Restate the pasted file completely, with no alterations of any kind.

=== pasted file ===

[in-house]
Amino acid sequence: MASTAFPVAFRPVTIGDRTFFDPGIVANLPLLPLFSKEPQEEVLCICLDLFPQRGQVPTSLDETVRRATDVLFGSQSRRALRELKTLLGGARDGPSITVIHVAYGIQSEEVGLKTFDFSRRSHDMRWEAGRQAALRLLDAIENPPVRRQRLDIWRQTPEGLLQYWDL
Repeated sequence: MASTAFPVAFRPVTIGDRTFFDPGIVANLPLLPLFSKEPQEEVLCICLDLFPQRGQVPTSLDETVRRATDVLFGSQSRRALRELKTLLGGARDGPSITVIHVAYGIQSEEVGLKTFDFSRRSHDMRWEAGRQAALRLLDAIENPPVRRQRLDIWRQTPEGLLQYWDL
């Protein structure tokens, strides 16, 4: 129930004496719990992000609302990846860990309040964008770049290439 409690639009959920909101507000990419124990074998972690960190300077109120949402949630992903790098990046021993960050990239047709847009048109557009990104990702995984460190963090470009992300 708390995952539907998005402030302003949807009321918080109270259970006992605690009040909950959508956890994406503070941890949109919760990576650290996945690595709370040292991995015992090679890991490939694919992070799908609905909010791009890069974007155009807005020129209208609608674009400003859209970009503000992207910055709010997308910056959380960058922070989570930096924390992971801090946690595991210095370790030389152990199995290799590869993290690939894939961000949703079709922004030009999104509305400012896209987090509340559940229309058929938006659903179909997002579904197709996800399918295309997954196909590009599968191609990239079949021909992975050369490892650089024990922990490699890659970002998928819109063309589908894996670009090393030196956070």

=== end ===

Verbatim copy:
[in-house]
Amino acid sequence: MASTAFPVAFRPVTIGDRTFFDPGIVANLPLLPLFSKEPQEEVLCICLDLFPQRGQVPTSLDETVRRATDVLFGSQSRRALRELKTLLGGARDGPSITVIHVAYGIQSEEVGLKTFDFSRRSHDMRWEAGRQAALRLLDAIENPPVRRQRLDIWRQTPEGLLQYWDL
Repeated sequence: MASTAFPVAFRPVTIGDRTFFDPGIVANLPLLPLFSKEPQEEVLCICLDLFPQRGQVPTSLDETVRRATDVLFGSQSRRALRELKTLLGGARDGPSITVIHVAYGIQSEEVGLKTFDFSRRSHDMRWEAGRQAALRLLDAIENPPVRRQRLDIWRQTPEGLLQYWDL
């Protein structure tokens, strides 16, 4: 129930004496719990992000609302990846860990309040964008770049290439 409690639009959920909101507000990419124990074998972690960190300077109120949402949630992903790098990046021993960050990239047709847009048109557009990104990702995984460190963090470009992300 708390995952539907998005402030302003949807009321918080109270259970006992605690009040909950959508956890994406503070941890949109919760990576650290996945690595709370040292991995015992090679890991490939694919992070799908609905909010791009890069974007155009807005020129209208609608674009400003859209970009503000992207910055709010997308910056959380960058922070989570930096924390992971801090946690595991210095370790030389152990199995290799590869993290690939894939961000949703079709922004030009999104509305400012896209987090509340559940229309058929938006659903179909997002579904197709996800399918295309997954196909590009599968191609990239079949021909992975050369490892650089024990922990490699890659970002998928819109063309589908894996670009090393030196956070």